The events leading to the last general elections in the Philippines provided examples of how far the Filipino people, particularly its leaders, have tried to live by what Rizal taught. The number of major candidates who wanted to run for the presidency despite the absence of significant differences in the government programs they presented to the people shows a preference for or predominance of personal interests over that of the country and its people. Personal ambition and vision of glory must have blindly colored their decisions.
Campaigns become appeals to votes for local interests. Though admittedly a brilliant political strategy to select a running mate (vice-president) from a region different from the presidential candidate, the practice reflects and emphasizes regional mentality that sometimes results in a choice with lesser qualifications to lead nationally. And given the absence of significant differences in the ideology of the political parties and the facility of turncoatism, an alliance of short-live convenience is often resorted to.
The formation of various local and regional political parties displays the provincialism mentality of its leaders and followers. It somehow nurtures a feeling of not belonging to a larger whole, of interest in common with the Filipino nation.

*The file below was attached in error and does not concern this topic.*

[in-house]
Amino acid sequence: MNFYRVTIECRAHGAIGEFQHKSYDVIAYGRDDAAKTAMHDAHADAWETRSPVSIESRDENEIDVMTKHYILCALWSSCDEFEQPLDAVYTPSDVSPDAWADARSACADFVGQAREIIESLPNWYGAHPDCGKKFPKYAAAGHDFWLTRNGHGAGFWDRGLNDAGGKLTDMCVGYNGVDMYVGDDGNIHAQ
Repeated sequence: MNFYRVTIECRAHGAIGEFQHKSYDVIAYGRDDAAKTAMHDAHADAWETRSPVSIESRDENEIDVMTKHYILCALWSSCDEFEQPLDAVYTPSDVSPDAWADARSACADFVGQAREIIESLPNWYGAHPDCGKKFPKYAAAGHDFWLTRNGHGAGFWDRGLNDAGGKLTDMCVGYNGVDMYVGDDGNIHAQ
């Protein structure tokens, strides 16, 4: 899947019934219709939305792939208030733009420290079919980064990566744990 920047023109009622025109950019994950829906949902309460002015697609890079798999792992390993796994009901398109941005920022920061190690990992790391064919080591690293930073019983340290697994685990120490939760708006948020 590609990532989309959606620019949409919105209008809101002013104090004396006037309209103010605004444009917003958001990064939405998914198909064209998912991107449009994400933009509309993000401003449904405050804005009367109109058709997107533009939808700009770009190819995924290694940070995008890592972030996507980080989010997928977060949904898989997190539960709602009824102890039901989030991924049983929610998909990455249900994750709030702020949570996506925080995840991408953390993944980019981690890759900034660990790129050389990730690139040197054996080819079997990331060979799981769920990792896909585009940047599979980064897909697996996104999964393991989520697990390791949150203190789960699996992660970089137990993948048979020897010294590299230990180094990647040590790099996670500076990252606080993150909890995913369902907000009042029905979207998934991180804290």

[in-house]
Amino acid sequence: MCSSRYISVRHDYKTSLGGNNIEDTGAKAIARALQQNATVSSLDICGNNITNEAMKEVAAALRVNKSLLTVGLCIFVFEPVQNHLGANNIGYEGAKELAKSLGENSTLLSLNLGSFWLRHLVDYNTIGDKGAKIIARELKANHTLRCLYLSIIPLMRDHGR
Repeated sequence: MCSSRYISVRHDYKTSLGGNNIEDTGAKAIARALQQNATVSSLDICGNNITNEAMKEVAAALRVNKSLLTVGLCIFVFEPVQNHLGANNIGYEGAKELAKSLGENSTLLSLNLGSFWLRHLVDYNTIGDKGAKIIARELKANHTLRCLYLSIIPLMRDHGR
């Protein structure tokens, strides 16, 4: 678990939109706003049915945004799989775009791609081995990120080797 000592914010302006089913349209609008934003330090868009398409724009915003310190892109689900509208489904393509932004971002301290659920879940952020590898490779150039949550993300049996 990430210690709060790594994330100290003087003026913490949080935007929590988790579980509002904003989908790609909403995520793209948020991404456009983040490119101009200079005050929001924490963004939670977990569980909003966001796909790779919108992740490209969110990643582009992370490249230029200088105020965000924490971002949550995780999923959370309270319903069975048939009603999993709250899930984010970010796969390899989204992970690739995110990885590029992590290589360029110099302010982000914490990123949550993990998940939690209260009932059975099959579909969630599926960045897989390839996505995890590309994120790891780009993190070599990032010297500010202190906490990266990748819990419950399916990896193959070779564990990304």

The party list parties did not do any better in promoting nationalism and shared interests. In fact, they did and did worse, promoting narrower interests. With groups as Bikol Saro, An Waray, Ako Bisaya, Ako Bisdak Bisayang Dako, AMIN (Anak Mindanao), Moro-Ako – OK, Kusog Tausog, Uma Illongo, ABEKA (Ang Kapampangan), and ANGAT PINOY (Nagkakaisang Pilipino para sa Pag-angat ng Maralitang Manileno), among others, claiming to represent regional, provincial, tribal territories or people speaking same dialects, the notion of one Filipino people becomes less important. Not all party list parties enumerated above gained seats in the House of Representatives. However, other party list groups representing even more limited specific interests that should be included in what the district representatives should advance, without entailing additional expenditures for the national government, gained seats.
“The foremost national hero of the Philippines taught and left us with great and noble ideas to learn from. They will be nothing more than an academic exercise and hollow calls if not adhered to, applied, and followed by the people to who he gave his life for.”
Rizal believed in a representative government, a system where the people elect the government. Electing leaders to run the government is the responsibility of the people. Thus, a country deserves every government it elects, assuming that elections were freely held. For Rizal, each individual was given a will of their own to distinguish between the just and the unjust. If the people do not wisely make use of that will, resulting in the choice of an undeserving leader, no one else may be held responsible for whatever may result therefrom.
The foremost national hero of the Philippines taught and left us with excellent and noble ideas to learn from. They will be nothing more than an academic exercise and hollow calls if not adhered to, applied, and followed by the people to who he gave his life for.